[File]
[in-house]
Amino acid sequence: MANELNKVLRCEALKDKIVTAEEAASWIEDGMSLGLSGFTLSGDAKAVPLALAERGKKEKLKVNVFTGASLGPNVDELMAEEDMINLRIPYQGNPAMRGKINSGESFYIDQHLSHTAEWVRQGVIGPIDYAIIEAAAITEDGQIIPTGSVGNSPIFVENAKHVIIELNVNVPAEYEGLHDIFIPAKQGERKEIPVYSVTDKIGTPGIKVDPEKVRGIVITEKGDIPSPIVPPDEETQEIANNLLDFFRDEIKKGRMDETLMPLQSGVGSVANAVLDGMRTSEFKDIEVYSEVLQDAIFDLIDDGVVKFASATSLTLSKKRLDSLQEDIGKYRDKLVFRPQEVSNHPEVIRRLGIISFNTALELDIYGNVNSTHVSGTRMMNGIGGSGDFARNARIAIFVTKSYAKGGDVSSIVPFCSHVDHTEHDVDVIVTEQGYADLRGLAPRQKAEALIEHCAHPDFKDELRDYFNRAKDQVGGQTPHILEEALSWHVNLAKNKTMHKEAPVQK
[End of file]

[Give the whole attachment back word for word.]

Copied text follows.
[in-house]
Amino acid sequence: MANELNKVLRCEALKDKIVTAEEAASWIEDGMSLGLSGFTLSGDAKAVPLALAERGKKEKLKVNVFTGASLGPNVDELMAEEDMINLRIPYQGNPAMRGKINSGESFYIDQHLSHTAEWVRQGVIGPIDYAIIEAAAITEDGQIIPTGSVGNSPIFVENAKHVIIELNVNVPAEYEGLHDIFIPAKQGERKEIPVYSVTDKIGTPGIKVDPEKVRGIVITEKGDIPSPIVPPDEETQEIANNLLDFFRDEIKKGRMDETLMPLQSGVGSVANAVLDGMRTSEFKDIEVYSEVLQDAIFDLIDDGVVKFASATSLTLSKKRLDSLQEDIGKYRDKLVFRPQEVSNHPEVIRRLGIISFNTALELDIYGNVNSTHVSGTRMMNGIGGSGDFARNARIAIFVTKSYAKGGDVSSIVPFCSHVDHTEHDVDVIVTEQGYADLRGLAPRQKAEALIEHCAHPDFKDELRDYFNRAKDQVGGQTPHILEEALSWHVNLAKNKTMHKEAPVQK